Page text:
When good intentions go bad


A further study as part of the MicBin joint project in the research program "Plastic in the Environment" provides clues as to how misinterpretations in microplastic analysis can arise and how they should be dealt with. According to a freely accessible abstract, the study furnishes proof that disposable laboratory gloves can be a source of false positive microplastic detection. The authors give recommendations as to how to reduce the risk of sample contamination or misinterpretation during sampling, sample preparation and analysis.

The authors of the study "When Good Intentions Go Bad – False Positive Microplastic Detection Caused by Disposable Gloves", which is published by Environmental Science & Technology and can be consulted for a fee at ACS Publications, write that the detection of ubiquitous microplastics represents an analytical challenge. During sampling, sample preparation and finally during analysis, a high risk exists of sample contamination. This study investigates the potential of sample contamination or misinterpretation due to substances associated with disposable laboratory gloves or reagents used during sample preparation. To do this, the authors analyzed the leachates from ten different types of disposable gloves and found polyethylene (PE) in nearly all of them. It was apparently stearates and fatty acids that were falsely identified as polyethylene with conventional analysis methods. Equally, the sodium dodecyl sulfate frequently used as a detergent substance in microplastic research for specimen preparation may be confused with PE and thus lead to a considerable overestimate of the amount of PE.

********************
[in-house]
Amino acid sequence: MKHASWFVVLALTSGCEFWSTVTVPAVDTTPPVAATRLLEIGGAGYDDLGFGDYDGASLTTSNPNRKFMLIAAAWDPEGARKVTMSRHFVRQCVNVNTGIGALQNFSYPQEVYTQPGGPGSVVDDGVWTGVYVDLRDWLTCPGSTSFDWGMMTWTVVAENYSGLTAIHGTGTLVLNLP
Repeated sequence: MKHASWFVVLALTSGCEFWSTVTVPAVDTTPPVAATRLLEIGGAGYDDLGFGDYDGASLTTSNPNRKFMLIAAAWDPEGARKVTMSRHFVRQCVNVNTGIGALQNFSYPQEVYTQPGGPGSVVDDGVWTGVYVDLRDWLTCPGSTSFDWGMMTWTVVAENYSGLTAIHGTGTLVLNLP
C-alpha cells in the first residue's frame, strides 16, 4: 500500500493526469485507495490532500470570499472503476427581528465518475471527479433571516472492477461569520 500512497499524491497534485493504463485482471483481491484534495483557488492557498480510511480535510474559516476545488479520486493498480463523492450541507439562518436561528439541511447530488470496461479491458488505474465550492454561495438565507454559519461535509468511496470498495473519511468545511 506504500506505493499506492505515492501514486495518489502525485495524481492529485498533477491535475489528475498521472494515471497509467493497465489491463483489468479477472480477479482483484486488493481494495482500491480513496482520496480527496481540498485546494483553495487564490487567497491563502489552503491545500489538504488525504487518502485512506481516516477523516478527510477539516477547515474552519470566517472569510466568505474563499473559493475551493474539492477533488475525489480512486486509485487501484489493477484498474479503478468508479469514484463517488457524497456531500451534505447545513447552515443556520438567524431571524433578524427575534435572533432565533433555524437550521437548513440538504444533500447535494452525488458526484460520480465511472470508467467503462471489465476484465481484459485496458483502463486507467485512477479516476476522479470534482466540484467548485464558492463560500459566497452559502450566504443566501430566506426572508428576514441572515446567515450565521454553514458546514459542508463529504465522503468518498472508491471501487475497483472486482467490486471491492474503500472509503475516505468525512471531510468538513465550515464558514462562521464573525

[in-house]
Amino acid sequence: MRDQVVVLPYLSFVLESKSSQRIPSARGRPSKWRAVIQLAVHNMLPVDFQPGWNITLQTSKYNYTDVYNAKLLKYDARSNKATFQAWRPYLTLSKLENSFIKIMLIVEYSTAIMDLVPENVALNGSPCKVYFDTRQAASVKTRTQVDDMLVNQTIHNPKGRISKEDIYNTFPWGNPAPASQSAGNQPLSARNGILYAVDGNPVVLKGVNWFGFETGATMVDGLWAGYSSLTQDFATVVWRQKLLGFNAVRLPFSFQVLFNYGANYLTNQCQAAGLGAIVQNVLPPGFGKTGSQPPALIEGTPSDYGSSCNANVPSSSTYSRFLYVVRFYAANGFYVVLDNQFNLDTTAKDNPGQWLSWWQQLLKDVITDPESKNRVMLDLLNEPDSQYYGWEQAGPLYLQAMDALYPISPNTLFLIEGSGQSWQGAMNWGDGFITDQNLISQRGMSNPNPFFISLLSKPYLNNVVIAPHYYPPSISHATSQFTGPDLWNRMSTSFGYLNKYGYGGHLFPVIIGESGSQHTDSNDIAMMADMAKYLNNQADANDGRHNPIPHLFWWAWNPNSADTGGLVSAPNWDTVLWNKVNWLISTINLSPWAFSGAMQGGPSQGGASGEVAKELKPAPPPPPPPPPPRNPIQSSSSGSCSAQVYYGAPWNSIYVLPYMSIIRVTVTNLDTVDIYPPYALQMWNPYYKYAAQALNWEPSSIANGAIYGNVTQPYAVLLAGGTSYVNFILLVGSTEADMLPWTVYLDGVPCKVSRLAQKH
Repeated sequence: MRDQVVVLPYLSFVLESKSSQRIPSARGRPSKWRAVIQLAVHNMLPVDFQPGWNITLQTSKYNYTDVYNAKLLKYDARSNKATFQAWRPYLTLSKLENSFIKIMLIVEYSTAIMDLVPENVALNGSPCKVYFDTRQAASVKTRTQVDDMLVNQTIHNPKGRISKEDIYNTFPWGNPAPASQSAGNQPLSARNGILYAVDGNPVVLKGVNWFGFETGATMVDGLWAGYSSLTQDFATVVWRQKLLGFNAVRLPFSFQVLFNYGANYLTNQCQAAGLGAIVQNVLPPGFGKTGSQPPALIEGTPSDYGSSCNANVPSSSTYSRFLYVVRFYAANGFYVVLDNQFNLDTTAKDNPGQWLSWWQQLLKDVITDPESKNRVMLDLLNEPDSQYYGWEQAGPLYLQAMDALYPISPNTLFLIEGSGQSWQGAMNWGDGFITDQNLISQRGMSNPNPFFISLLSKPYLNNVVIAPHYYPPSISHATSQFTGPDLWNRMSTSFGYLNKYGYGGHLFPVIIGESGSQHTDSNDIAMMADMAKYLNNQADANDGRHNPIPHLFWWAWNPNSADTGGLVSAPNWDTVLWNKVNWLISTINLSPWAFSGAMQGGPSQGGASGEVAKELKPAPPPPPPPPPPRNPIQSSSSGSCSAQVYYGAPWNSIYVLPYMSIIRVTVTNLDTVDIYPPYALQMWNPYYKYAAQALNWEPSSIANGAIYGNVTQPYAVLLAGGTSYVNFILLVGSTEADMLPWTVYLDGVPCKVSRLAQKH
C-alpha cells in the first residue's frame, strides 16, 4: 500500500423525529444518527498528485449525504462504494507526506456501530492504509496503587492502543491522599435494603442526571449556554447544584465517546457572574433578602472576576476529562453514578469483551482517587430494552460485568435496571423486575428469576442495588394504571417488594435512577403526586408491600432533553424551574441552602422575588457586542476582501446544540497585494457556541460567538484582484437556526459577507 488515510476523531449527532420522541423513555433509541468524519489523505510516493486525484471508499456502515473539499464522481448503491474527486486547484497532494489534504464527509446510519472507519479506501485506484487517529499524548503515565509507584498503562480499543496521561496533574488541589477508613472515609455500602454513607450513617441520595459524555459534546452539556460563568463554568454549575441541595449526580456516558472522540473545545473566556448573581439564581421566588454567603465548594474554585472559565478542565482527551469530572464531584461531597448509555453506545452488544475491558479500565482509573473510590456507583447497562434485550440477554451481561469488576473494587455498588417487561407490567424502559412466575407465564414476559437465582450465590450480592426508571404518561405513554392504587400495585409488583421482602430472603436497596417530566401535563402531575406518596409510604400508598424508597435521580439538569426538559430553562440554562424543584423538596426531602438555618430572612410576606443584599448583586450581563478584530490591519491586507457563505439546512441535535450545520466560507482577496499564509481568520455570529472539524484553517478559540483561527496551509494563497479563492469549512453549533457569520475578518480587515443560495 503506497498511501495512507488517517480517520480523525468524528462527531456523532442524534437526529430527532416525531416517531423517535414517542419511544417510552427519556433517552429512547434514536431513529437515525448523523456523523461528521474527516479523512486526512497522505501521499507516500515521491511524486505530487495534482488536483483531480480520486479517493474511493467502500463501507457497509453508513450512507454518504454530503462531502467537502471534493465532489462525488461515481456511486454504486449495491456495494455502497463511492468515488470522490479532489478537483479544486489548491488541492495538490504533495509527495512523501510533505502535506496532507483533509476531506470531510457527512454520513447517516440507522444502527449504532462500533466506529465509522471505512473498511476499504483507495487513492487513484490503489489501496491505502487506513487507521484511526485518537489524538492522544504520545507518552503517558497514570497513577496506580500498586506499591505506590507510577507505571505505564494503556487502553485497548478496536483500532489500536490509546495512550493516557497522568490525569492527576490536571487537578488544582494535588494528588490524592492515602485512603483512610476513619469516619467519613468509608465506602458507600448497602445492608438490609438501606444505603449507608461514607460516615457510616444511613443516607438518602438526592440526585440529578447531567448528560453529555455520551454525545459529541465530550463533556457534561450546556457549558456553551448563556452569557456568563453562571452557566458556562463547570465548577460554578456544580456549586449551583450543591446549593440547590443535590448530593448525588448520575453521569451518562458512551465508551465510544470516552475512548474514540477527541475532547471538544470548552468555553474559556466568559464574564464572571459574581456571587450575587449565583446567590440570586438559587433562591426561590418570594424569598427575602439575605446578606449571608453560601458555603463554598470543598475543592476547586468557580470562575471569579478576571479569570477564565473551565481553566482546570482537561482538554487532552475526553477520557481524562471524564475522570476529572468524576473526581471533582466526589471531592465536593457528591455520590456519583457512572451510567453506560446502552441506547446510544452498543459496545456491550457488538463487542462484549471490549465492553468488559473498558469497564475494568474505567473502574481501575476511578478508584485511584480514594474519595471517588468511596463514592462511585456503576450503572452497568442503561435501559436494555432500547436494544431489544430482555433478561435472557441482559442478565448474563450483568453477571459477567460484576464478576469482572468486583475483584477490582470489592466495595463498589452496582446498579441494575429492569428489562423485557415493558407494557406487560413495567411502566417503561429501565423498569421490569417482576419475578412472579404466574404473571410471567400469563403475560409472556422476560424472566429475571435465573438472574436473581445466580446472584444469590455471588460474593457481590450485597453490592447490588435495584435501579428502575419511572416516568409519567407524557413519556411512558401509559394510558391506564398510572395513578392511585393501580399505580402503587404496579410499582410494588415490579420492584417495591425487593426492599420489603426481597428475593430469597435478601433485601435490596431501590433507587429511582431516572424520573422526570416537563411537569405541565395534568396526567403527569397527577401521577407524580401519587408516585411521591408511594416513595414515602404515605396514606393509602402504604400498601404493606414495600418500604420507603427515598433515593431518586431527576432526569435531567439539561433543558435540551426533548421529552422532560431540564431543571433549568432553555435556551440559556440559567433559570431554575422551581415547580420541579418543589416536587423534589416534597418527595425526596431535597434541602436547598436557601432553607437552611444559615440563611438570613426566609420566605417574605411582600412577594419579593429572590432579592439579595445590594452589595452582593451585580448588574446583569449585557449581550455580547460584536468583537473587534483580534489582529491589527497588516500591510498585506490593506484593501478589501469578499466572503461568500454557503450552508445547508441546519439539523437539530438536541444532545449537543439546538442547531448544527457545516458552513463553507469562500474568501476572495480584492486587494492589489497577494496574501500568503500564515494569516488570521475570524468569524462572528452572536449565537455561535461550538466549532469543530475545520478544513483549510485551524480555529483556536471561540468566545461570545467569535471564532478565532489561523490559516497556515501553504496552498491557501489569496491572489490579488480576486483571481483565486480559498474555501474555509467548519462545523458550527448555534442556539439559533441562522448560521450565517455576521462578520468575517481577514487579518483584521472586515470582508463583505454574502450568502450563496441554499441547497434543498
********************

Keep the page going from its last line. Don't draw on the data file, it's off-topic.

To the publication: https://doi.org/10.1021/acs.est.0c03742


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